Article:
The biggest superstar in the American sports world on June 7 won’t be LeBron James. It won’t be Johnny Manziel. It won’t be Mike Trout or Clint Dempsey—or any other human being for that matter.
It will be horse racing rock star California Chrome.
California Chrome will take the main stage that day at the Belmont Stakes with a chance to become the first Triple Crown winner since Affirmed did so in 1978. California Chrome, behind near perfectly executed races from jockey Victor Espinoza, flashed his incredible closing speed at both the Kentucky Derby and the Preakness to set up this historic race.
Espinoza got California Chrome out of the gates fast enough at both stops to avoid being caught on the rail or falling too far behind, and then he simply stayed in contention until it was time to turn on the jets.
Who wins the Belmont Stakes?
However, past successes don’t guarantee that the third leg of the Triple Crown will be easy for the champion horse. After all, there are plenty of challengers chomping at the bit to win a marquee race.
What’s more, the race track itself provides a stiff challenge. The Belmont Stakes is the longest of the Triple Crown races at a mile-and-a-half, which means California Chrome and Espinoza need to be careful not to dip into the closing speed too early and run out of gas.
The start will once again be crucial, but maintaining position over the long haul before kicking it into high gear may ultimately decide the race.
As for the actual field of competitors, Marcus DiNitto of Sporting News noted that it won’t be quite as deep as originally expected:
Intense Holiday and Ring Weekend have both been removed from the list of contenders that will try to derail the Triple Crown bid of the Kentucky Derby and Preakness winner at Belmont Park on Saturday, June 7.
Intense Holiday (12th in the Derby) sustained a condylar fracture of the right front leg and will undergo surgery. Trainer Todd Pletcher said the injury is not life-threatening and the colt should be able to race again.
Social Inclusion, according to owner Ron Sanchez, is 50-50 for the Belmont. The third-place finisher in the Preakness will also be nominated for the seven-furlong Woody Stephens and one-mile Metropolitan Handicap, both run at Belmont Park on Belmont Stakes Day. Sanchez expects to have a decision this week.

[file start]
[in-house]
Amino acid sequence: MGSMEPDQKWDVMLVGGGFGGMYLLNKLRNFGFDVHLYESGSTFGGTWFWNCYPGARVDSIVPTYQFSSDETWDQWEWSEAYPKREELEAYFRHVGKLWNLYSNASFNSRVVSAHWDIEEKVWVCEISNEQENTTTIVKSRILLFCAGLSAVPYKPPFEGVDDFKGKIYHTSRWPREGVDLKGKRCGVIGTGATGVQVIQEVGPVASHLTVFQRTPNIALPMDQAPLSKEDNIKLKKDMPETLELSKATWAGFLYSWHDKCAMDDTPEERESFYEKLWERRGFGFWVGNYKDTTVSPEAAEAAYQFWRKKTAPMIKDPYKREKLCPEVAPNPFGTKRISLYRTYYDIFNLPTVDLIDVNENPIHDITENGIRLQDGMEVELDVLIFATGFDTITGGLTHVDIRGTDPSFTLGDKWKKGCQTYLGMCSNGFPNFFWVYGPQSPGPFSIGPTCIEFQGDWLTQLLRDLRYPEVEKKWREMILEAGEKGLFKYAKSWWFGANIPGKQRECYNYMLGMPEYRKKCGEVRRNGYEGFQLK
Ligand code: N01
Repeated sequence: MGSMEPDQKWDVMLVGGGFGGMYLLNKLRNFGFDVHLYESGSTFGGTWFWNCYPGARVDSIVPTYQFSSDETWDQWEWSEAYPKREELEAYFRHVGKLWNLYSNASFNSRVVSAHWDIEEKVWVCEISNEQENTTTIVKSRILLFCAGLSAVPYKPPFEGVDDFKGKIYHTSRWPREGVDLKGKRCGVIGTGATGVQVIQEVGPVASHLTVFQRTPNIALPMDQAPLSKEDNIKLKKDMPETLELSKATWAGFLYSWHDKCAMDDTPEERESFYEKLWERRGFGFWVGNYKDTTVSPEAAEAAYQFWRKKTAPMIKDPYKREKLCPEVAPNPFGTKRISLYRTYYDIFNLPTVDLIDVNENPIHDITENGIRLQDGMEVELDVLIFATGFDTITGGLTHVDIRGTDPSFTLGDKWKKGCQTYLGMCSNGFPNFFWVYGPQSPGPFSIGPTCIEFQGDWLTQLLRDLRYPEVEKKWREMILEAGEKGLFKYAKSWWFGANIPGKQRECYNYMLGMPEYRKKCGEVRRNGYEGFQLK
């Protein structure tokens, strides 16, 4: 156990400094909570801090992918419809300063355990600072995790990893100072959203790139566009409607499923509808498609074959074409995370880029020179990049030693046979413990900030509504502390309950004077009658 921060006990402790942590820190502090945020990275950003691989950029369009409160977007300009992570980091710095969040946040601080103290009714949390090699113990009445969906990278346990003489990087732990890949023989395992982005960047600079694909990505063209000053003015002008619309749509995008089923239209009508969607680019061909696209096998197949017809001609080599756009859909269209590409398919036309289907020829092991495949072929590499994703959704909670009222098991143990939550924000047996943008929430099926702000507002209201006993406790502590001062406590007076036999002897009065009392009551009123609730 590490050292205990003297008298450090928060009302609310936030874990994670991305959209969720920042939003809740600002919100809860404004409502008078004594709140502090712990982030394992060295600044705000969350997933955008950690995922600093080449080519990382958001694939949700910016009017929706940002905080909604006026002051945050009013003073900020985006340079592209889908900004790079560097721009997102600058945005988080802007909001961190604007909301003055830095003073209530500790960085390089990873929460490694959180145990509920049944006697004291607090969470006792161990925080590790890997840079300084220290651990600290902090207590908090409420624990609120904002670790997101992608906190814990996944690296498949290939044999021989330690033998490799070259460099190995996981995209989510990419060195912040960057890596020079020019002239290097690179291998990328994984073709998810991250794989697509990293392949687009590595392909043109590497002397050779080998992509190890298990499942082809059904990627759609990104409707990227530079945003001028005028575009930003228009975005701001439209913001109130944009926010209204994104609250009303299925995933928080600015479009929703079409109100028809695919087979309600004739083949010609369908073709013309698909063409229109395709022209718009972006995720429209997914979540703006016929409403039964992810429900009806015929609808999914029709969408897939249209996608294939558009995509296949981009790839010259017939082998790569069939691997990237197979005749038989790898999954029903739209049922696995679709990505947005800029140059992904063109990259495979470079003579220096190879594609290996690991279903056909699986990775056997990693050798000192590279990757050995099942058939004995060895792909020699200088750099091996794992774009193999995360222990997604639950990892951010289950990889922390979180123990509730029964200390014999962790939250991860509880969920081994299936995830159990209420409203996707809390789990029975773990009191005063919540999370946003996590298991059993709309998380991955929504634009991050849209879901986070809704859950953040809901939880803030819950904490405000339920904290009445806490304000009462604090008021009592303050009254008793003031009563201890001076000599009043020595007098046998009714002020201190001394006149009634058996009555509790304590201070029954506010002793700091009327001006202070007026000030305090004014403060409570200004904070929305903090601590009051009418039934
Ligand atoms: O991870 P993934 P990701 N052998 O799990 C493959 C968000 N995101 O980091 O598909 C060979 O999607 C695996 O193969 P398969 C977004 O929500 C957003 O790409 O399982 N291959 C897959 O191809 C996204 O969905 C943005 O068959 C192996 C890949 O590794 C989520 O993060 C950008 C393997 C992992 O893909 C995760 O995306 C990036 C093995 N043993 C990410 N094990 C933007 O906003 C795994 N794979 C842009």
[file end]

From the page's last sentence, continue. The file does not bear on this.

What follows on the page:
No Intense Holiday in particular will make things a bit easier for California Chrome, but Ride On Curlin is still in the field.
The son of 2007 Preakness winner and two-time Horse of the Year Curlin certainly has the pedigree of a champion. He finished just off the pace in second at the Preakness, and Stu Hammer of WOAY-TV pointed out how that performance could translate looking forward:
Ride on Curlin closed on Chrome, but he was so far out in front he had enough to win if it were at Belmont, the longest track of the three.— Stu Hammer (@Stuart_Hammer) May 17, 2014
Ride On Curlin has finished in the top three in seven of the past eight races, including a third-place showing at Belmont Park in the Foxwoods Champagne Stakes, so he has settled into something of a groove.
It would only be par for the recent course if Ride On Curlin challenges California Chrome at the Belmont.
Another contender to keep an eye on is Commanding Curve, who just so happened to finish in second place at the Kentucky Derby as a significant long shot. After racing at Churchill Downs, he will likely not be spooked by the extra media attention that will be in place at the Belmont.
What’s more, Commanding Curve skipped the Preakness after the Derby showing and his third-place finish at the Grade 2 Louisiana Derby, so he should be fresher than California Chrome.
Commanding Curve’s owner, Terry Finley, discussed his horse’s chances, according to The Sports Network, via the Miami Herald:
He's big, strong horse who just seems to get better as his races get longer, so in theory the Belmont should be a perfect fit for him. We're in it to win it. Period. That said, if it's not our day on June 7, I'd be very happy to see California Chrome get the job done. He's an amazing horse with a touching rags-to-riches story. It just goes to show that a good horse can come from anywhere.
So it seems as if even the other horses’ owners have a soft spot for the Triple Crown storyline.
California Chrome will have to navigate fatigue from a grueling cross-country set of three races, a lengthy course that will likely sap every ounce of energy he has in the tank and a challenging field to win the Triple Crown.
If he can accomplish all that, he will deserve to go down in horse racing lore.
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